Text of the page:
Modularity is a software design technique where one program has distinct parts, each providing a single piece of the overall functionality. These separate modules come together to build a cohesive whole. Modularity is essential for creating scalable programs which incorporate libraries and frameworks and separate the program’s concerns into manageable chunks. Essentially, a module is a collection of code located in a file. Instead of having an entire program located in a single file, code is organized into separate files based on the concerns they address. These files can then be included in other files by using the require() function.

To save developers from reinventing the wheel each time, Node.js has several built-in modules to perform common tasks efficiently. These are known as the core modules. The core modules are defined within Node.js’s source code and are located in the lib/ folder. Core modules can be required by passing a string with the name of the module into the require() function:

// Require in the 'events' core module: const events = require('events');

The example above shows how the events module is required into a file and stored in an events variable. Understanding the specifics of this module isn’t necessary at this point, but the events module is a Node.js core module that provides key functions for working with, well… events. You’ll learn more about it in a later lesson.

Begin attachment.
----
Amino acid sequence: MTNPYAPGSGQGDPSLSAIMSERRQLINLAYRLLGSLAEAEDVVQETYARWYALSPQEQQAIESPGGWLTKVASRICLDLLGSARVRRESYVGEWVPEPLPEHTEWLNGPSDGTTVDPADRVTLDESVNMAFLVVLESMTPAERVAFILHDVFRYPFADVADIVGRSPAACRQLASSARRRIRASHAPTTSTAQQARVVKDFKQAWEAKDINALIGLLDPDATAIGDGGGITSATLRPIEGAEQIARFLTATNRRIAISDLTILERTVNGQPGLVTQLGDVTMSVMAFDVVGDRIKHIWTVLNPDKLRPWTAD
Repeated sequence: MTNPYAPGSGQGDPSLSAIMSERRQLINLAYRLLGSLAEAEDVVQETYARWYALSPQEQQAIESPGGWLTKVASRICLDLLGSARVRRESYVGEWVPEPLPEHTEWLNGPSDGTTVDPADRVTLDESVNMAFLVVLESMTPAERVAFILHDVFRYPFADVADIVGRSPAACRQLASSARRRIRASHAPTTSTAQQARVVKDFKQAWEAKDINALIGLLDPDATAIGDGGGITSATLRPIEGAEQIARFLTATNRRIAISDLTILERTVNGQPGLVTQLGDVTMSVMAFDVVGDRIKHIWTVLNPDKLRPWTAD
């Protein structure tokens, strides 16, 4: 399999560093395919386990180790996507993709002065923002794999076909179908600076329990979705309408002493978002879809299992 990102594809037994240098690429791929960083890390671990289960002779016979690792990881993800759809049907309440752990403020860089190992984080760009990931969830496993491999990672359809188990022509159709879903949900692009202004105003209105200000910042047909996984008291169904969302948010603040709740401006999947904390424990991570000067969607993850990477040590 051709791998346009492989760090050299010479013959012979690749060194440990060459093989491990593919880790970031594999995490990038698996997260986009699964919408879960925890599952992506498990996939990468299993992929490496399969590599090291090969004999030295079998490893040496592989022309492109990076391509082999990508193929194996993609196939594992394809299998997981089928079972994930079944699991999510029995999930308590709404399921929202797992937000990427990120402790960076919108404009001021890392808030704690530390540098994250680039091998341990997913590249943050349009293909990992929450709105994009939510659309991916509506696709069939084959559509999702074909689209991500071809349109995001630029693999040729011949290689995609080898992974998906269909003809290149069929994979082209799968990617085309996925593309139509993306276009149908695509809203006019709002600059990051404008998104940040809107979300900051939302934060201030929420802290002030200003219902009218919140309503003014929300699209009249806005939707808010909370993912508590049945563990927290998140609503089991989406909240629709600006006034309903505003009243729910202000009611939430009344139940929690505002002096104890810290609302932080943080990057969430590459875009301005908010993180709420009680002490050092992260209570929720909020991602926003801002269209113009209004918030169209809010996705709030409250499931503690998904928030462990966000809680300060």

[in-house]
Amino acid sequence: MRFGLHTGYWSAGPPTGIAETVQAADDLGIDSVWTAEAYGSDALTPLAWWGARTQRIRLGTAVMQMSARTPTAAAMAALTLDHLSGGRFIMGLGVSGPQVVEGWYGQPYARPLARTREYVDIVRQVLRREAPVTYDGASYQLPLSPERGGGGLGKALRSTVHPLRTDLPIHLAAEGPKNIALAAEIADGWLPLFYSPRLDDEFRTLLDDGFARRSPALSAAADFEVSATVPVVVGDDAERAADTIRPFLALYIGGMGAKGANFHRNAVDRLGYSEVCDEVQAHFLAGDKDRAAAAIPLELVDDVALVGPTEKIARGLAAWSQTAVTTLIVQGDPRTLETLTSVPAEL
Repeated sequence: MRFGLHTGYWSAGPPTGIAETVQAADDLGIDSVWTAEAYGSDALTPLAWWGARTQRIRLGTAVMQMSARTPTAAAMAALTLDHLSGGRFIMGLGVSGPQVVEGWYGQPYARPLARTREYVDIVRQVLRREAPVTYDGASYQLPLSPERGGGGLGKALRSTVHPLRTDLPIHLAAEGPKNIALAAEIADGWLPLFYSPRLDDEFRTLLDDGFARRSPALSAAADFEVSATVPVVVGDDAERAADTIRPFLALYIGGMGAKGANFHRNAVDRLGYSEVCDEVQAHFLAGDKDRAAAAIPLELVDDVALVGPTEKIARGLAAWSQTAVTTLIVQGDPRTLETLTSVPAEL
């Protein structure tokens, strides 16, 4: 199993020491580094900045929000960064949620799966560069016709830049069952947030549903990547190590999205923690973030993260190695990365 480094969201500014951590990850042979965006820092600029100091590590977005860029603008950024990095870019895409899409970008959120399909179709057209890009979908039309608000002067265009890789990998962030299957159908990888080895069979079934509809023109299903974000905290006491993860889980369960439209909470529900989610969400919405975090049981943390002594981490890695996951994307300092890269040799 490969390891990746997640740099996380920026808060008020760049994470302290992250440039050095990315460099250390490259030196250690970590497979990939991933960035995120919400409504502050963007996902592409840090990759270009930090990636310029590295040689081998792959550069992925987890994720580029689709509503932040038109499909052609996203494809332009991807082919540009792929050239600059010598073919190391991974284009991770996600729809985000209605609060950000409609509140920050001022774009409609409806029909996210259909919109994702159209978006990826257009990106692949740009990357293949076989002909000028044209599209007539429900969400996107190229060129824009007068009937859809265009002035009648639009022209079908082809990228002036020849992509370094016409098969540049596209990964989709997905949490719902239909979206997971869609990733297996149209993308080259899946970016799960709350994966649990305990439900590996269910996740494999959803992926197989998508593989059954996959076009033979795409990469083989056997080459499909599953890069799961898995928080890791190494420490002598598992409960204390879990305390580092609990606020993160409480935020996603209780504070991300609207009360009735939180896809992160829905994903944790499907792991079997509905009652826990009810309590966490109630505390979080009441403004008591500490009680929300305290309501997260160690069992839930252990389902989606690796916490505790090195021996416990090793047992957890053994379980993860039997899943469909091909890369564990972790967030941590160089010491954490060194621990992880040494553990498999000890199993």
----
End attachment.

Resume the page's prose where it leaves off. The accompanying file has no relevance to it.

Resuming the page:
Some core modules are actually used inside other core modules. For instance, the util module can be used in the console module to format messages. We’ll cover these two modules in this lesson, as well as two other commonly used core modules: process and os.

Node.js has several core modules, far too many to cover in this lesson. We’ll learn how to get the full list and then dive deeper into the aforementioned modules throughout the next few exercises.



Let’s start by listing all of the core modules built into Node.js. We can do this from the Node REPL. To enter the Node REPL, type node in the terminal and press enter or return.


Once in the REPL, a complete list of core modules can be accessed by typing the command:


As you can see, there are many modules already built into Node.js and ready to be utilized! In the next few exercises, we’ll explore some of the more useful ones in further detail.

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